An assault charge is different from a battery charge. Battery occurs when a person is accused of intentionally causing an offensive or harmful contact with another individual. Hitting someone is an example of a battery. However, assault is the intentional act of placing someone in fear of an immediate offensive or harmful contact.
An act such as pretending to strike someone or threatening someone is considered an assault. It doesn’t matter if contact was made with the person or not. The foundation of this type of charge is that individual feared that a battery would take place immediately.
If you are being investigated or charged with this type of violent offense, contact a Fairfax assault lawyer. Local law enforcement takes these charges seriously even if no one was harmed. We also have information on other criminal charges.
Being charged doesn’t mean you are automatically guilty of a crime. You have defenses available to you to fight the charge. Since each assault case is extremely complex, it’s best to figure out which defense is best for you with the help of a Fairfax lawyer. During a free consultation, our attorneys could listen to the facts of your case and determine the best defense for you. The potential defenses to an assault charge are consent and self-defense.
You are legally allowed to defend yourself against someone trying to harm you. In order to prove self-defense, your lawyer must show that:
Consent is the alleged victim’s agreement to be assaulted. This sounds odd, but it does happen in a lot of these cases. Two people are joking around or play-fighting. One person may playfully threaten the other. The alleged victim begins to take things too seriously and claims assault. If this is the case for you, your Fairfax lawyer may present evidence showing that the alleged victim never feared that an immediate assault would occur.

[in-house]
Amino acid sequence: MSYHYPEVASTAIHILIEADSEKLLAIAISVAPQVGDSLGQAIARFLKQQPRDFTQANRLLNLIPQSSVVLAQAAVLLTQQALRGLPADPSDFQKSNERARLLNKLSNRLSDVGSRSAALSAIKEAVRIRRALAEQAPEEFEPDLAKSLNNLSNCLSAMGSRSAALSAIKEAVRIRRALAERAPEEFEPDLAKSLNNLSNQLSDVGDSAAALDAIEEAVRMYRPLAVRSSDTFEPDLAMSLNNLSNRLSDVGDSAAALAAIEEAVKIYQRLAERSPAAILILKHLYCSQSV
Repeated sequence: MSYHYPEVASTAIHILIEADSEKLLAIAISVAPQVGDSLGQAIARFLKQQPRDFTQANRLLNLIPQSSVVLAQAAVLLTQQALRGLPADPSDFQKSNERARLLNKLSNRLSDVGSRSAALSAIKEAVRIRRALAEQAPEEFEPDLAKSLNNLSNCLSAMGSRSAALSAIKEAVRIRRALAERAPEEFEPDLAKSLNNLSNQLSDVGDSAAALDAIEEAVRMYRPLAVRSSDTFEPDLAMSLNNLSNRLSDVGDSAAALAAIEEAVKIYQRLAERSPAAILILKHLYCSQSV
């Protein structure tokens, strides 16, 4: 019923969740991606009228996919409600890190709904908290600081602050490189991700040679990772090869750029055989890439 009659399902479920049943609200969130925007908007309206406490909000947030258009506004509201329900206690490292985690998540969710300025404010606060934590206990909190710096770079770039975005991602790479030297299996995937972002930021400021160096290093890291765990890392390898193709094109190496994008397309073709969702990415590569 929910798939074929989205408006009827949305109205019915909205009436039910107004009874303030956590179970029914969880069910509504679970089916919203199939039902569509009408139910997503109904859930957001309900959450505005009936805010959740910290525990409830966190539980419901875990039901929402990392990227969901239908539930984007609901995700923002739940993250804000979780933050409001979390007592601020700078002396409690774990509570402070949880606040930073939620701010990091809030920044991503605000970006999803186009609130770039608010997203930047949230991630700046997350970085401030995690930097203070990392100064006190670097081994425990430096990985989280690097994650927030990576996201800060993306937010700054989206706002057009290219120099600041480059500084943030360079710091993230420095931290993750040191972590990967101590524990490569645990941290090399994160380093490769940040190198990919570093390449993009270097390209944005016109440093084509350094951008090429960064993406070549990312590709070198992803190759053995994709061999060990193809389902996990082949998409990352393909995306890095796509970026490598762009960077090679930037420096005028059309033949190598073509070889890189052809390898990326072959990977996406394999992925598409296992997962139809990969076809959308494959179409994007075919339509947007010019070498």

Under Virginia code 18.2-57.2, a person is guilty of simple assault if he or she intentionally puts someone in fear of a battery. It doesn’t matter if contact was or wasn’t made with the alleged victim. This violent crime is also defined by the alleged victim. The following defines the type of assault according to Virginia section 18.2-57. For instance, hate crime assault arises when an individual is assaulted based on his or her race, national origin, color, or religion. It is a class 6 felony. Section C of 18.2-57 concerns an assault committed on a protected employee such as:
Assault against a family or household member, which is commonly called “domestic violence,” is outlined in 18.2-57.2. Household or family members include:
A lawyer in Fairfax could help someone build a defense depending on the type of assault with which they are charged.
Simple assault is class 1 misdemeanor. Those charges could face one year in jail and/or a $2,500 fine. The other violent offenses have harsher sentences. For instance, a hate crime has a minimum sentence of at least 30 days mandatory in jail. For crimes against protected employees, the minimum jail sentence is six months. Additionally, assault charges could lead to harsher penalties if an accused individual has prior convictions. For example, a third conviction for domestic violence results in a felony offense.
If you are facing charges for a violent crime, contact an experienced Fairfax assault lawyer as soon as possible. An experienced attorney could review the information pertaining to your specific matter, intensely investigate the incident in question, and work with you in developing a sound defense strategy. Further, our team could educate you about the charges you face and the specific ramifications of those charges. Call our offices today for a free initial consultation.
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